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From drying herbs out in the open to efficient solar dryer


Vietnamese family business Vietroselle dries herbs for the pharmaceutical industry and tea in the open air. ‘This drying process can be optimized’, the owners thought. For example by using a solar dryer. Yet how do you get from idea to realisation? Energy expert Wil Nuijen (71) offered the solution.

During an advisory mission to Vietnam, Wil Nuijen advised a company in Peru on the most efficient method drying of lucuma, a fruit sold in powder form as a natural sweetener. He designed a solar dryer at scale level that works very efficiently and is built with relatively few resources. "I bought a small greenhouse at a supermarket in the Netherlands. I added a thermostat, an old computer fan and a solar panel. Within an hour the miniature dryer was up and running. Fourteen days long we dried all sorts of fruit in it. On average, this went two times faster than drying things out in the open."

"On average, drying in the greenhouse went two times faster than drying things out in the open."


Higher quality

Increasing efficiency, delivering a better product and hence staying ahead of competitors, was also the wish of Vietroselle. Wil: "At nightfall all herbs had to be covered with sails by an entire team. Same story when there was a chance of rain." With input from the entrepreneur, Wil started work on various greenhouse dryer designs. The design that he devised in South America stood out above all: a relatively simple and inexpensive solar dryer with a metal frame, covered with plastic foil, fans and all necessary equipment for taking measurements. "A complicating factor were the hurricanes that can occur in Vietnam from September to December. Once stripped of plastic foil – there are no herbs to dry during this season anyways – the bare frame can easily survive such a whirlwind.”

Sharing knowledge

Wil: "In a solar dryer, herbs dry much faster. In addition, you prevent pollution by dust, insects and other animals, which ensures a better product. I have calculated that Vietroselle will earn back their investment within three years. The staff has to work less over time because of this system and therefore applauds the change." Hoêng Lê Xuân Quý, deputy director of Vietroselle, is also enthusiastic: "Wil shared a lot of knowledge about solar drying with us. I am convinced that we can apply the result of this project to our daily production. After the departure of Wil, we discussed with greenhouses suppliers in Vietnam and found that the metal frame that they stock is not suitable. I was about to have a local blacksmith make the frame when a friend introduced me to the director of HCMC Agricultural High-Tech Park. He has an organisation in his network that tries to save energy using the same method. We are currently working with them on our very first solar dryer."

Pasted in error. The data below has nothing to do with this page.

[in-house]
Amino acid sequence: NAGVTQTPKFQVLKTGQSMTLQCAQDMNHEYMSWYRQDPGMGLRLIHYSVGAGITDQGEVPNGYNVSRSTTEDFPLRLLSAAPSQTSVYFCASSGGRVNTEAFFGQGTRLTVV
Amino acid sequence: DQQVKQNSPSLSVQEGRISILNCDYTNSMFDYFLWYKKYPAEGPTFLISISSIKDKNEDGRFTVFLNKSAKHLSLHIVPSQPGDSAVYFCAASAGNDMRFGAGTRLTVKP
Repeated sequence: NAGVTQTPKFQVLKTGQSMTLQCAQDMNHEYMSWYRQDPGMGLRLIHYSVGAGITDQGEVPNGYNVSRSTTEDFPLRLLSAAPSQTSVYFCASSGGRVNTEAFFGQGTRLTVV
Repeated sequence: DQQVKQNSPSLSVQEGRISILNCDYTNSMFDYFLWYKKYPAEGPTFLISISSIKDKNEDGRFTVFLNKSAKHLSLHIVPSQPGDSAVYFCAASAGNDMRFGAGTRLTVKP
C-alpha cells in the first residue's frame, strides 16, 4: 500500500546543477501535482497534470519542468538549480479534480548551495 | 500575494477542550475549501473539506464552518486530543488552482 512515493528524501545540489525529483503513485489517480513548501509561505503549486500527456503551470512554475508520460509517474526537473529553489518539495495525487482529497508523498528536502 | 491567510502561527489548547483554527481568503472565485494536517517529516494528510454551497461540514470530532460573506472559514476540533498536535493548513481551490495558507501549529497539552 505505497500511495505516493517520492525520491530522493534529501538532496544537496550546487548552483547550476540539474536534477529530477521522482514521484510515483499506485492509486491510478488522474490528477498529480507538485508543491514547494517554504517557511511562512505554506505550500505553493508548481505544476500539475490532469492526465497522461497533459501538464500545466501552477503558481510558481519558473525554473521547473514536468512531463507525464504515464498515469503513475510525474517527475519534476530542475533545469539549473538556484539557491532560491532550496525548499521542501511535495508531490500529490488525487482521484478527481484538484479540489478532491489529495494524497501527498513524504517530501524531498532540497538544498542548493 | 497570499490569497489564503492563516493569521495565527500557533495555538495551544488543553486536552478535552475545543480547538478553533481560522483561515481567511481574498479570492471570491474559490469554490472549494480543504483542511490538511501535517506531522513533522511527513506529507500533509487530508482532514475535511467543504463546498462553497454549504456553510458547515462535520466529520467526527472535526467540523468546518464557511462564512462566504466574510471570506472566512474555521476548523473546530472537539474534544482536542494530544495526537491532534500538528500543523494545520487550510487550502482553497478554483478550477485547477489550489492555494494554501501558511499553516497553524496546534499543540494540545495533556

"Replacing the sprinklers in the fields with drip irrigation saves a lot of water."

Valuable advice

In addition, Wil was able to give valuable advice that saves a lot of electricity and water. "Replace the sprinklers in the fields with drip irrigation, which saves a lot of water. In addition, no water pumping is required, saving a lot of energy. Also, the spray dryer that the company uses will be 30% more efficient with good insulation and pre-heating of the incoming air through heat exchange with the (hot) outgoing air. "

Vietroselle will soon have a solar dryer. However, they are not the only ones who will benefit from this system. Wil shared his design with other PUM experts. Currently, the design is making its way with these experts to entrepreneurs in Africa and Armenia.